I wouldn't expect you to shame the worst, but which states and local jurisdictions have the best and most usable data sources for you to use?

USAFacts_Official8 karma

Virginia has a truly impressive reporting system that tracks the daily data we are aggregating publicly as well as easy to use demographic, testing and hospitalization data. https://www.vdh.virginia.gov/surveillance-and-investigation/novel-coronavirus/

madavj1 karma

Are cases reported in the county where someone resides or in the county where they were tested?

USAFacts_Official0 karma

This depends on the state/county. For example, NY reports fatalities in both the place of residence and place of death. Day-to-day, we sometimes see a reallocation of cases/deaths from one county to another.

miketeeeveee0 karma

Shouldn’t there be some type of per capita graph? Of course, more populous states have more of everything, but on a per capita basis, they might not be so bad.

USAFacts_Official1 karma

You can view the data per 100k residents. It's an interesting view. https://usafacts.org/visualizations/coronavirus-covid-19-spread-map/

painturd0 karma

Thank you for making an effort to provide more accessible data! I've been trying to find something for a bit but have come up empty (may not be looking in the right places). Is there any source you would trust for deaths by month? The more granular, the better, obviously, but by state and month would be a great starting point.

Just curious to compare March 2009-2019 vs. March 2020, then total March 2020 vs. "expected" March 2020 + reported COVID. Same for April onwards. Hopefully the last comparison comes up even, but until I see it for myself...

USAFacts_Official2 karma

Thanks for taking a look. You can download the .csv and pull the deaths per month there. The download button is below the map. You might also be interested in: https://usafacts.org/articles/top-causes-death-united-states-heart-disease-cancer-and-covid-19/

KeefBlurry0 karma

Why are you doing the CDC’s job while not being funded like them?

USAFacts_Official-15 karma

We're a not-for-profit and our mission is 'Government data to drive fact-based discussion.' You can read more about us here: https://usafacts.org/about-usafacts/

g3n3s1s69-9 karma

There is a lot of negativity in this thread about USAfacts misleadingly claiming to be the first.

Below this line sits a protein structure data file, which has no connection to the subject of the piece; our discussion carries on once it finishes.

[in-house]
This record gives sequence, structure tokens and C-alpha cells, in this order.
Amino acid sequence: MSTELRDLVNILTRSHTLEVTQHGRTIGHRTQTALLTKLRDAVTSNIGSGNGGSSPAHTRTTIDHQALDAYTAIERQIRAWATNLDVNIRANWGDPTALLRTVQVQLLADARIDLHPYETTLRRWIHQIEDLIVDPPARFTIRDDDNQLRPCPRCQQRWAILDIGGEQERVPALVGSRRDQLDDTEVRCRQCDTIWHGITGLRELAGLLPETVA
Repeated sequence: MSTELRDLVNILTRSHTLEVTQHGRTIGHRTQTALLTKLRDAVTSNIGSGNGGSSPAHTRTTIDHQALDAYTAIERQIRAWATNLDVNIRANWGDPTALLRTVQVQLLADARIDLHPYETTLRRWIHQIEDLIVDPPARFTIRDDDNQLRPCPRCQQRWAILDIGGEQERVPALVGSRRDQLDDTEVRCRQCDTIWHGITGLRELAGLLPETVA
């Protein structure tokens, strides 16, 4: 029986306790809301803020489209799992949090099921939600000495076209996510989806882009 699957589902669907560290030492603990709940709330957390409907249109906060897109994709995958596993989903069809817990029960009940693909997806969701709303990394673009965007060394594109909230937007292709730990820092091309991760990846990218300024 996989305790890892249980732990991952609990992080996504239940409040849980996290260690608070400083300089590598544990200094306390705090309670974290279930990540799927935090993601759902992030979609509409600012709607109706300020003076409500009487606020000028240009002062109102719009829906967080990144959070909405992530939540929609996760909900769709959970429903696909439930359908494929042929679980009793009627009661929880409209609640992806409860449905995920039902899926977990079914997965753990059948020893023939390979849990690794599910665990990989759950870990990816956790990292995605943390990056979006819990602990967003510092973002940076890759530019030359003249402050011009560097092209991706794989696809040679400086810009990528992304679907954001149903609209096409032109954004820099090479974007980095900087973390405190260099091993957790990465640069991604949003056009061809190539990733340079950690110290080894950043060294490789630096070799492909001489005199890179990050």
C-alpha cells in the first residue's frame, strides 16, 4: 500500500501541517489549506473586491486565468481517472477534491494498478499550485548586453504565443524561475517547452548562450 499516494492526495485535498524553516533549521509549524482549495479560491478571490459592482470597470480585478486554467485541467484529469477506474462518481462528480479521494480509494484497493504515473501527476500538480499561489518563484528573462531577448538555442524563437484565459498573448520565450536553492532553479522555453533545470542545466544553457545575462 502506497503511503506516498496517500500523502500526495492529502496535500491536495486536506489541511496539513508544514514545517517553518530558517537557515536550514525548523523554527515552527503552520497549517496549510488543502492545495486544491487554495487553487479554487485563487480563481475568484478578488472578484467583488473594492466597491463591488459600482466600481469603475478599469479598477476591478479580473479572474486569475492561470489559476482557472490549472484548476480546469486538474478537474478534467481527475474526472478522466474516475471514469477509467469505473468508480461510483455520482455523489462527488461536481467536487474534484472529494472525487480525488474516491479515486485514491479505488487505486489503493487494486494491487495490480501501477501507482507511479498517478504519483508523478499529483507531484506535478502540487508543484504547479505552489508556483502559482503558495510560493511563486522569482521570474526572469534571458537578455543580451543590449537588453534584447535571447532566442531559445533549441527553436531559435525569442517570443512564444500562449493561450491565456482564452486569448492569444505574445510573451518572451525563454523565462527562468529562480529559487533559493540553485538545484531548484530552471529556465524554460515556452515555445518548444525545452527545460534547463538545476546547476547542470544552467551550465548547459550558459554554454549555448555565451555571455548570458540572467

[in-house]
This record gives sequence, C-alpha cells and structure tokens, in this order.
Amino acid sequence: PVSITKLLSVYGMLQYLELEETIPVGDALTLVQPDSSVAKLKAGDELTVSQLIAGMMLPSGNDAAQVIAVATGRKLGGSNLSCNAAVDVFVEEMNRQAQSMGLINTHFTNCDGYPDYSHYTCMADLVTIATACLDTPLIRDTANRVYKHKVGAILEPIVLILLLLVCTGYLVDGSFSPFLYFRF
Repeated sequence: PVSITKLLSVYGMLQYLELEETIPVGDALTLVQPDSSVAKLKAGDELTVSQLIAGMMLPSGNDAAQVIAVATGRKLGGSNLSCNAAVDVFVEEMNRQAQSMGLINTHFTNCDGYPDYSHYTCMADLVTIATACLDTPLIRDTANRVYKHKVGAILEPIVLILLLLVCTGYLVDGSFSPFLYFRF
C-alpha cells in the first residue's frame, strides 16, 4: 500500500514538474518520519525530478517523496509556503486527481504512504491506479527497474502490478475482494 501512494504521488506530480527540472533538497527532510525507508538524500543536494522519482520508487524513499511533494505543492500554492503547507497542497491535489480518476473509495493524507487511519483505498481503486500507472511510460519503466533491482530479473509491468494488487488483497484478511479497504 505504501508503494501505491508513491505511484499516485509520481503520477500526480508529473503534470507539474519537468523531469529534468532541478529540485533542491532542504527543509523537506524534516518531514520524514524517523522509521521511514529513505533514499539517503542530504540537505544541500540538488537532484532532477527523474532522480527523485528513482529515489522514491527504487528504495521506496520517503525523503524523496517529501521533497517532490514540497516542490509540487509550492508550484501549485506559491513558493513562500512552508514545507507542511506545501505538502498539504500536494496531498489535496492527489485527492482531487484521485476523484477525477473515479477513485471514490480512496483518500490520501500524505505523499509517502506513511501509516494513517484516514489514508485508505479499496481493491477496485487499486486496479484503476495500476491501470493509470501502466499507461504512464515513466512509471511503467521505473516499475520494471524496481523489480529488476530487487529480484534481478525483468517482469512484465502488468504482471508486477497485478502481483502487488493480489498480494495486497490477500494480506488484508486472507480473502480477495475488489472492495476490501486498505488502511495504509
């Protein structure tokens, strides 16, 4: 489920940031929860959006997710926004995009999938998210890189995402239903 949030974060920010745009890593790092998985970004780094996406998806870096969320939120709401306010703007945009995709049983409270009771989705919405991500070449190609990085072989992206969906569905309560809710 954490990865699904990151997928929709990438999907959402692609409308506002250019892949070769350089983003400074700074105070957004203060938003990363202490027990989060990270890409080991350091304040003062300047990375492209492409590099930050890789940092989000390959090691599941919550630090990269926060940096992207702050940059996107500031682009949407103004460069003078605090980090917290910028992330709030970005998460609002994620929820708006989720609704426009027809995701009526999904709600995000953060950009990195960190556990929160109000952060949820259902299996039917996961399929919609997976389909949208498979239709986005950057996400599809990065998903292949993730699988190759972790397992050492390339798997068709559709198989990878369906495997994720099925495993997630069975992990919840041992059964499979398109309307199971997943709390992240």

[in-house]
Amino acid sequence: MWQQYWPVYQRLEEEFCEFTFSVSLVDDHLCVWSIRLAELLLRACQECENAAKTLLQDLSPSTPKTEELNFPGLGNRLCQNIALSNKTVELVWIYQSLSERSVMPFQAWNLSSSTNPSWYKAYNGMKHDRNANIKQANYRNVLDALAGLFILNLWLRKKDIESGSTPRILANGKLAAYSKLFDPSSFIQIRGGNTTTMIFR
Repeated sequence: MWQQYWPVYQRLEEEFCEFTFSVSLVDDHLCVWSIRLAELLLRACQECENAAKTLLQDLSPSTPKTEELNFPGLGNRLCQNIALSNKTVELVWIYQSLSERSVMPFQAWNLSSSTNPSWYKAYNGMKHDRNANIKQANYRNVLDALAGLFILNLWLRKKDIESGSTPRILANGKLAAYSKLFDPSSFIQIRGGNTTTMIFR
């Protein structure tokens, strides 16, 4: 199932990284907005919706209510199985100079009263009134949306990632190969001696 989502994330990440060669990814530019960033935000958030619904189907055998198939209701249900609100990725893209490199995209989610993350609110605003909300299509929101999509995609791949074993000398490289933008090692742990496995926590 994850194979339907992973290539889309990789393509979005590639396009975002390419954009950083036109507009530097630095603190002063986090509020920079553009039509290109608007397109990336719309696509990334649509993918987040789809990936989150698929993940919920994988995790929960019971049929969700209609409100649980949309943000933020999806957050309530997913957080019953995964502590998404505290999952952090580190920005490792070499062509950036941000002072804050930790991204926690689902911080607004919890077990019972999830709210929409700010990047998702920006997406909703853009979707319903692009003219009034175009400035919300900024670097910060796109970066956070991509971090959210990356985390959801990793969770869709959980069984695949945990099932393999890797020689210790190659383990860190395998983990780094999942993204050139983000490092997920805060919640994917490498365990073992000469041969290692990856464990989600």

I don't particularly care who was the first, but when I started modeling the virus there were not of easily accessible data. I see this thread lists quite a few, but I still thank USAFacts for being another detailed data source. Whether it be the first or not.

So in that regard, thank you USAFacts for providing data. My only question is that why is there such a huge swing between your data and other sources? Some claim almost 15% at times.

USAFacts_Official-4 karma

Good question. We can't speak to the methodology of other organizations doing similar work though we are fully aware that our numbers may differ in some instances. We believe this is due to the fact that we only source once the state/county/local government reports the numbers. The government sources may be slow to confirm cases, hence the delay.

Mexican_sandwich-11 karma

How does it feel knowing that your country was so unprepared for this disease, that not even the CDC was properly equipped with this tool that you designed to track these cases?

(Serious question by the way, this isn’t taking a stab at America)

USAFacts_Official3 karma

Thanks for the question -- it really brings to light some critical issues our policymakers + government face in making decisions. In the middle of a pandemic, our agencies were not equipped to centralize and aggregate this information effectively.

Hopefully, it will serve as a lesson learned that we need to do a lot to move our decision-making on a state and federal level to 21st century standards. Many of the adjacent data (for example, # of hospital beds in a hospital) is collected only once a year, and the timeliness of this information became critical in a crisis.

desert_dame-12 karma

Thank you, thank you, thank you for all your hard work!!!! I live in the southwest and some of our counties are so large, they could be states. My question. How do you track the Navajo Nation stats? Do you fold the data into each separate county across the three states or do you do a one count for the nation and another divided among the counties?

USAFacts_Official-1 karma

Thank you for your question -- Navajo Nation itself has a robust reporting of cases within its jurisdiction.

We defer to how the states report the data (Utah, for example, rolls up numbers accordingly from tribal nations within the state). Arizona, on the other, we have little visibility, and this has been something on our radar for a while; however, understanding how these numbers are incorporated by states is often challenging.